Washington and Tehran to meet over nuclear plan

Iranian foreign minister Ali Akbar Salehi talks to Jane Margaret Harman of the Woodrow Wilson Center in Washington at the security conference in Munich yesterday. photograph: michael dalder/reuters

Iranian foreign minister Ali Akbar Salehi talks to Jane Margaret Harman of the Woodrow Wilson Center in Washington at the security conference in Munich yesterday. photograph: michael dalder/reuters

Mon, Feb 4, 2013, 00:00

Washington and Tehran have signalled readiness to hold bilateral talks on Iran’s controversial nuclear programme – if they are confident the other side’s intentions are serious.

At the Munich Security Conference, Iran’s foreign minister Ali Akbar Salehi responded positively to remarks by US vice-president Joe Biden that preventing Tehran acquiring a nuclear capability need not mean a “sentence of economic deprivation and international isolation”.

“There is still time, there is still space for diplomacy, backed by pressure, to succeed,” said Mr Biden. “The ball is in the government of Iran’s court, and it’s well past time for Tehran to adopt a serious, good-faith approach to negotiations.”

Mr Salehi agreed to a meeting on February 25th in Kazakhstan with the five permanent members of the UN security council and Germany – and signalled openness to further meetings with Washington. “We are ready for talks but this time it must be made certain that the other side comes with authentic intentions,” he said.

Mr Biden said Washington was ready, too, for bilateral talks with Iranian leaders if a “real and tangible” basis existed for talks.

Until now only sporadic meetings have taken place between western countries and Tehran over a uranium-enriching programme it insists is for peaceful energy purposes.

Thaw in relations

After three unproductive rounds last year, analysts believe a thaw in Tehran-Washington relations carry a chance of greater progress – easing regional tensions with Israel as the US readies next year’s troop withdrawal from Afghanistan.

While in Munich, Mr Biden held talks with Syrian opposition leader Ahmed Moas al-Khatib, who also met Russian foreign minister Sergei Lavrov. But there was no shift between the Washington and Moscow fronts on Syria.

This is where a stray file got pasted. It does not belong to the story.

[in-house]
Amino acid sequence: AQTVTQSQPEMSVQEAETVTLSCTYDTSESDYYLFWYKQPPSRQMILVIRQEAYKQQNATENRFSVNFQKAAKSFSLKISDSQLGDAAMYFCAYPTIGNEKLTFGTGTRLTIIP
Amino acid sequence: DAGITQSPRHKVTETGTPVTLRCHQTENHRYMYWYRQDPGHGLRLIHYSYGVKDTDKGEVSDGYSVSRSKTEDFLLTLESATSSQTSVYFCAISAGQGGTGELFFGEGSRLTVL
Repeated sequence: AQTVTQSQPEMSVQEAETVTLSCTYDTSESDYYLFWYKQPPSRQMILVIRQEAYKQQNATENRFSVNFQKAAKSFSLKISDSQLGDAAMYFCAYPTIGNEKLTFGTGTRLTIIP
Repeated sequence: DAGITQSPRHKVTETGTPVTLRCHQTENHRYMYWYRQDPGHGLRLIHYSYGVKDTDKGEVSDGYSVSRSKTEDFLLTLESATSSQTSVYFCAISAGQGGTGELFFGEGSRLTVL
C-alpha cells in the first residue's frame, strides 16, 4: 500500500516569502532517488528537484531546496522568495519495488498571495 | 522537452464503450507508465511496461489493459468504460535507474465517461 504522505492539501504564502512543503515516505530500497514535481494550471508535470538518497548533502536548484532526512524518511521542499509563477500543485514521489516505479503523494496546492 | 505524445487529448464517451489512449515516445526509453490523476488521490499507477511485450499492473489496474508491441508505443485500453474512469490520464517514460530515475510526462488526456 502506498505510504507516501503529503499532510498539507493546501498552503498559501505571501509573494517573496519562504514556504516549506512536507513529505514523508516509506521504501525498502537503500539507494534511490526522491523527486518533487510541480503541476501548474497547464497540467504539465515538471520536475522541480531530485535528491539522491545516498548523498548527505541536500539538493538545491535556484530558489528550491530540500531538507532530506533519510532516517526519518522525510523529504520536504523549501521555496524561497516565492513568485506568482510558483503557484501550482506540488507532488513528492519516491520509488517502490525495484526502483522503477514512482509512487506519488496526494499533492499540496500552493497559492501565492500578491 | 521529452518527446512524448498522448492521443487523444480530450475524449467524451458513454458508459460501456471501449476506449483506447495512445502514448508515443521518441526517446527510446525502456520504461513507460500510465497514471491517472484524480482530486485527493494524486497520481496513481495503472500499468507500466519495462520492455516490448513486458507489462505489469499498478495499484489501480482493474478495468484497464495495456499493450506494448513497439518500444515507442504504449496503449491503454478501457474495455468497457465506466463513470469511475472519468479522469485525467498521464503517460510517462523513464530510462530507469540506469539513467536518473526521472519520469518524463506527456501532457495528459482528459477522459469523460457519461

While Mr Biden described Syrian president Bashar al-Assad as a “tyrant, hell-bent on clinging to power”, Mr Lavrov said the real tragedy of Syria was “western insistence that toppling Assad is the most important goal”.

Asked if Russia would back the creation of a military-backed humanitarian corridor to the civilian population, Mr Lavrov answered: “No. Every use of force or threat of force is unacceptable.”

Outgoing Israeli defence minister Ehud Barak hinted, meanwhile, that last week’s military strike was an Israeli effort to stop the flow of weapons from Syria to the Lebanese militant group Hezbollah.

Biden speech

“That is another proof that when we say something we mean it,” he said. “We say that we don’t think it should be allowable to bring advanced weapons systems into Lebanon.” Despite contributions from dozens of delegates in Munich it was Mr Biden’s speech, the first foreign policy address of the second Obama administration, that attracted the greatest attention. He insisted that Washington’s new Asian strategy would not come at Europe’s expense.

“Europe is the cornerstone of our engagement with the rest of the world and is the catalyst for our global co-operation,” said Mr Biden. “It’s that basic. Nothing has changed.” He urged swift agreement on a US-European free trade deal, describing the rewards for success as “almost boundless”.

Mr Biden backed claims by other Munich participants that the Mali military engagement made the case for “a more integrated . . . co-ordinated” military strategy.